September 06, 2020

Mongolia known as the Land of the Eternal Blue Sky with over 250 sunny days a year is the 18th largest and the most sparsely populated fully sovereign country in the world, with a population of around 3 million people. Mongolia is high, cold, and windy. It has an extreme continental climate with long, cold winters and short summers, during which most of its annual precipitation falls. January averages temperatures drop as low as -30 °C. A vast front of cold, heavy, shallow air comes in from Siberia in winter and collects in river valleys and low basins causing very cold temperatures. The geography the country is varied, with the Gobi Desert to the south and with cold and mountainous regions to the north and west. In 1921, Soviet Union’s All-union Foreign Trade Organization established its representative offices in Selenge, Baruunkharaa, Ulaanbaatar, Turt, Khatgal, Tsetserleg, Khovd, Undurkhaan, Bayantumen, Ereentsav and Tsagaannuurto start construction of petroleum stockpile facilities as well as gas stations. From 1928 to 1932 construction works have been completed and until 1941 the Organization supplied Mongolian machineries with petroleum products and lubricants. In 1923-1924 Mongolian fuel demand was 91 tons, in 1924-1925 it was 431 tons and during 1940s fuel demand was around 4000 tons.
Petroleum exploration in Mongolia began with the classification of Mesozoic and Tertiary sediments and the discovery of outcrop of oil-shale related to petroleum genesis during the geological research by American geologists H.Berkley and C. Morris in 1922-1923 in the Gobi region of the country. The existence of oil in Mongolia was presumed by American geologist D. Tenner in 1931, and the Zuunbayan oilfield in East Gobi was discovered by Mongolian geologist J. Dugersuren and Soviet geologist Yu. S. Jelubovsky in 1940.
Between 1947 and 1963, two small oilfields and 80 buried structures with possible oil potential were discovered during the petroleum exploration by former Soviet geologists in the southern, southeastern and eastern parts of the country.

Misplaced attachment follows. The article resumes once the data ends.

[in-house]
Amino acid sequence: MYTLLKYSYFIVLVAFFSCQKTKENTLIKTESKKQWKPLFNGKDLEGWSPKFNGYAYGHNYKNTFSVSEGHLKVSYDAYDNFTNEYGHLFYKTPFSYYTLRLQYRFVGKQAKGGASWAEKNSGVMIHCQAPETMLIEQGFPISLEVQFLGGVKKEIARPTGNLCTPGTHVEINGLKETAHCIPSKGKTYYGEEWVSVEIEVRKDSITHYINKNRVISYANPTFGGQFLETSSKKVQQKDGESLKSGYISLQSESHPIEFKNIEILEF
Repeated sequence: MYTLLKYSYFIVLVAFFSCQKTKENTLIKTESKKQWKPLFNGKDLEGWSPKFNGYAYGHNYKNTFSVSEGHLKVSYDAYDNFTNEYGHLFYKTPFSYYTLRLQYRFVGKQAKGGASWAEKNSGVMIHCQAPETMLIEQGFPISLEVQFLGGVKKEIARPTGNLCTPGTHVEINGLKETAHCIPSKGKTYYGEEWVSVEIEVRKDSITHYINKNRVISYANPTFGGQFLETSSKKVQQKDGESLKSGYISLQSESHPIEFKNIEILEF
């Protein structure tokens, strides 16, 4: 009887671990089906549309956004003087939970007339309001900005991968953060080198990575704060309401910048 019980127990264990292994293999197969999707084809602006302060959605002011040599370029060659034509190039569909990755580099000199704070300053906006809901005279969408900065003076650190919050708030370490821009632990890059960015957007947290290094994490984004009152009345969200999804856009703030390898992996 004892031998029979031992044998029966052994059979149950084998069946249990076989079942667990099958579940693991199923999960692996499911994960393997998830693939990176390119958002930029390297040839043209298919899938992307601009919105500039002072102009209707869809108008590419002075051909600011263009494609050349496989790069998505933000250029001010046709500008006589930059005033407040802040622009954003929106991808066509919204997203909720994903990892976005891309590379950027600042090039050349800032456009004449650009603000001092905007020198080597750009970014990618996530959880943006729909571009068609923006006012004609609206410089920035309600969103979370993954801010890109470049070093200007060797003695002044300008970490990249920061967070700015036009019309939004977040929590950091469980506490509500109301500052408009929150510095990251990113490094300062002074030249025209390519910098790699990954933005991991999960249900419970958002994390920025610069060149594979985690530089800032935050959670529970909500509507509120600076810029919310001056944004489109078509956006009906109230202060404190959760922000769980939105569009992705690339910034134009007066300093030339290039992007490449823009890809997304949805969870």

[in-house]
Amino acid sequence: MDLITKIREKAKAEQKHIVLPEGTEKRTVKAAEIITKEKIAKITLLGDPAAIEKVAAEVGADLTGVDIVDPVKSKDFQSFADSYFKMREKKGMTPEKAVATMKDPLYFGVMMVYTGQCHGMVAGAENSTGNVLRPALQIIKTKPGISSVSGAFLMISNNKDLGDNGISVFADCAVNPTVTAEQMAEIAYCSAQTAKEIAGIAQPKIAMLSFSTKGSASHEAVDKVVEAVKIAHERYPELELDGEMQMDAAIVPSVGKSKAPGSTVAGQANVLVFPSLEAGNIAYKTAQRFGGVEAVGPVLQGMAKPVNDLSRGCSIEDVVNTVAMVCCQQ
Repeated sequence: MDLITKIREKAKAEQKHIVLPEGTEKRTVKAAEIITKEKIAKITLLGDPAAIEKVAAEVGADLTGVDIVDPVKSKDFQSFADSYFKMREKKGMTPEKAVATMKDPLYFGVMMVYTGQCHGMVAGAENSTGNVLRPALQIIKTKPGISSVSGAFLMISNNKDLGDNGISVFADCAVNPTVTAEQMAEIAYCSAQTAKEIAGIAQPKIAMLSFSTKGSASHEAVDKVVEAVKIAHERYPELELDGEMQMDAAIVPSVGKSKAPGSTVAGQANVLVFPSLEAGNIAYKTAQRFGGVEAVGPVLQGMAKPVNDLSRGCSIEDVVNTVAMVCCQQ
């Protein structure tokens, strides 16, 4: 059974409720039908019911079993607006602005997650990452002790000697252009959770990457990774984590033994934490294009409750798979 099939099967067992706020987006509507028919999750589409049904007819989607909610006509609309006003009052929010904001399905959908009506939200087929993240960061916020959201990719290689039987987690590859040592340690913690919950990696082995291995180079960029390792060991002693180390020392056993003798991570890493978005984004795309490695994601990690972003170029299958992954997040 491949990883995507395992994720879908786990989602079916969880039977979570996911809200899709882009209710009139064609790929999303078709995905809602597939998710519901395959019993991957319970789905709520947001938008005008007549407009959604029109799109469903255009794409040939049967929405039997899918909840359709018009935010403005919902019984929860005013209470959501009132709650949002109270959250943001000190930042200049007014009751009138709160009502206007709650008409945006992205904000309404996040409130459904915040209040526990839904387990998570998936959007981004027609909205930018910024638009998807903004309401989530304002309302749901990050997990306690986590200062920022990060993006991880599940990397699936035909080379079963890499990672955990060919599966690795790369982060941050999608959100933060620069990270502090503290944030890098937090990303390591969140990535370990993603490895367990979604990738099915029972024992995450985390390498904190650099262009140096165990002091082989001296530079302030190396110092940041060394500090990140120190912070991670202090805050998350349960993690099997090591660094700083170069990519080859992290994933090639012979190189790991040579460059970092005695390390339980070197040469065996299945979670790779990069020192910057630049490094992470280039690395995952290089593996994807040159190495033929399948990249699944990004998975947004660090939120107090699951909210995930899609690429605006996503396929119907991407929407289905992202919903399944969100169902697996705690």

In 1947, Mongolnefti trust was established and an oil refinery was built in Zuunbayan in 1950. However, due to several factors such as well pressure decrease, the fire accident that destroyed the refinery as well discoveries of giant oil fields in western Siberia of Russia, petroleum upstream operations in Mongolia was ceased in 1969.
Following the collapse of the Soviet Union in 1989, a wave of democratic reforms followed by political, economic and social changes, swept through Mongolia and subsequently, petroleum upstream operation has been recommenced in Mongolia.
In 1993, the first Production Sharing Contract (PSC) was signed with SOCO from the USA and the first exploration well of 3,000 meters depth was drilled a year later. In 1997, well 19-3 on Block XIX was recorded as the country’s first free flowing oil well. Soon after, oil was exported from Mongolia by trucks to China.
From 1993 to 2013, a total of 31,130 km of 2D seismic, 5,920 km² of 3D seismic, gravity survey covering 390,880 km2 area, 17,920 km of magnetic survey were conducted and more than 1,200 wells have been drilled. Investments totaling over USD1.5 billion were made in petroleum exploration in Mongolia by contractors during this time.
Since petroleum production re-started in 1998, a total of 35.5 million barrels of oil have been produced by the end of 2015.
In 1998, Zuunbayan oilfield, Mongolia’s first oilfield located in south-east Gobi now under PSC Block 97 began reproducing. Toson-Uul oilfield, PSC Block XIX, located in eastern Mongolia also started production in 1998. Since then oil production has been increasing each year, reaching a daily production of 24,000 barrels of oil in 2015. Block XXI, the third producing block, began production in 2009. For the last few years, more than 90% of the oil production has been from Blocks XIX and XXI of Tamsag basin in eastern Mongolia.
(Source: Petroleum Authority of Mongolia – Image: East Gobi desert)